PGP is a pain in the ass, and yet it’s the best option we currently have for encrypting email. A bunch of people are working on replacing both email and PGP, but in the meantime we should make PGP much easier to use. (I’ve tried before, and failed miserably, so I’ve got a bone to pick with this problem.)
There are two reasons PGP-for-common-folk is evasive:
- Transferring private keys between devices is difficult.
- Deciding which keys to trust is difficult (the system is actually useless without this step).
Any solution would need to decisively address those two problems. A good solution should also be purely client-side; introducing new server components to the equation in any way changes the attack surface area too significantly. For the same reason, a good solution would not depend on any extra cryptography outside of a solid pre-existing PGP implementation. A good solution would also allow the user to make adjustments based on their level of paranoia (for lack of a better word). Here’s how it could be done:
- Instead of requiring users to transfer keys when they want to start using a new device, we (optionally) generate a new key. The new key is then encrypted using the previous key, and sent to device(s) where that key was previously used. If the user accepts the new device (and thus the new key) from one of the previous devices, the new key is signed with the previous key and the previous key is revoked. (At this point, the previous key could be encrypted with the new key and sent to the new device; this would allow the new device to decrypt old messages.)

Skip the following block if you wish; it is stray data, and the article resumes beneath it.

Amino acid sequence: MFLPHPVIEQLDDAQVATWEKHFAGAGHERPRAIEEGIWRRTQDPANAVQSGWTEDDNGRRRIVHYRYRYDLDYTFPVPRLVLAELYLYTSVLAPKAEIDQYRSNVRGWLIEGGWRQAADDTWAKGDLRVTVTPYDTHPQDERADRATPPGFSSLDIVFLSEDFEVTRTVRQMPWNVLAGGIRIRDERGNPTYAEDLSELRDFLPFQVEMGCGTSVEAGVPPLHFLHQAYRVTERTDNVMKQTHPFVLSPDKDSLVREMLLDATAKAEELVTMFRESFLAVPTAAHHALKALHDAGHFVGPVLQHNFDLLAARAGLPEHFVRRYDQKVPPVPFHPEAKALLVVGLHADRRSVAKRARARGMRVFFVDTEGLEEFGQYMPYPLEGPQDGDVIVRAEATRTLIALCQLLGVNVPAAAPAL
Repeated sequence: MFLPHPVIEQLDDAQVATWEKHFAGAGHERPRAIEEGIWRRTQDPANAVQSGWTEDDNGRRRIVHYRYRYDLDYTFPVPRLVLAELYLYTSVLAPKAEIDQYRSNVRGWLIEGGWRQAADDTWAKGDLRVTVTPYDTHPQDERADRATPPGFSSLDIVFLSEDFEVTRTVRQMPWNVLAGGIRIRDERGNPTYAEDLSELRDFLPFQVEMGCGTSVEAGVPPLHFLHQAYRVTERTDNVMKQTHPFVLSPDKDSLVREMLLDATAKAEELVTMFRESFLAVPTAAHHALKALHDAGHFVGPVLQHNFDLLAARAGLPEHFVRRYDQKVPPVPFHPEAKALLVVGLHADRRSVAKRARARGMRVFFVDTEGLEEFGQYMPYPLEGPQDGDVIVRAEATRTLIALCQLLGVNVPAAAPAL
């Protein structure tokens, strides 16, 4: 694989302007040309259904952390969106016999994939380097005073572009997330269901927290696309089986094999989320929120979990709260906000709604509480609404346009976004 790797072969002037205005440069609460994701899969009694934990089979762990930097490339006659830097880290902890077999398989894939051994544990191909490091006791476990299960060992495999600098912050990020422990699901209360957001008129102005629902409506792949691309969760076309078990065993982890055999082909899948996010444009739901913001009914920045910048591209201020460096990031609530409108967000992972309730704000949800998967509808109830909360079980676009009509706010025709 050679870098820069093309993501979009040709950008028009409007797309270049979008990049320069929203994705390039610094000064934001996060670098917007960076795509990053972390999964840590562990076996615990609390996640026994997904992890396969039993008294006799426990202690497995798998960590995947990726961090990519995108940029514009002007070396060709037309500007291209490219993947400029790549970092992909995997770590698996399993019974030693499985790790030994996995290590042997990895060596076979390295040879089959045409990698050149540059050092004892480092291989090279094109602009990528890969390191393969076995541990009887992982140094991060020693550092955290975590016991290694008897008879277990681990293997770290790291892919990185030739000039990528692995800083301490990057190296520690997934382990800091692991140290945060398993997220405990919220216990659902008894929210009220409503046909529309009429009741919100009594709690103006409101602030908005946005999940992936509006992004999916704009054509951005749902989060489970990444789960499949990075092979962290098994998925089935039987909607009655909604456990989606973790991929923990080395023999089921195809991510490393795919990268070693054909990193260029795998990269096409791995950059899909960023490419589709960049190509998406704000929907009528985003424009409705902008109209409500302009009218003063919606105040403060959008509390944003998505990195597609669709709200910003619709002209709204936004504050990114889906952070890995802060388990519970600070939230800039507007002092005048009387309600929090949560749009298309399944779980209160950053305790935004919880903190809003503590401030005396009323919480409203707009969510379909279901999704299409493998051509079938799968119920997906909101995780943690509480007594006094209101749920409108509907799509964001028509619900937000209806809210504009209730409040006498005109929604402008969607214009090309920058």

- Instead of requiring users to sign each other’s keys, we (optionally) sign automatically after a certain number of exchanges. (The number would be configurable, but should have a fixed floor to avoid automatically signing emails from spammers/etc.)
- While users could still import their peers’ public keys manually, keys are also automatically fetched from–and (optionally) published to–public key servers. They are considered “verified” when they’ve been signed by either the user or one of their peers. Users are warned when (a) no verified keys exist or (b) multiple verified keys exist, but otherwise we can just assume that the user wants to use the verified key that’s publicly available.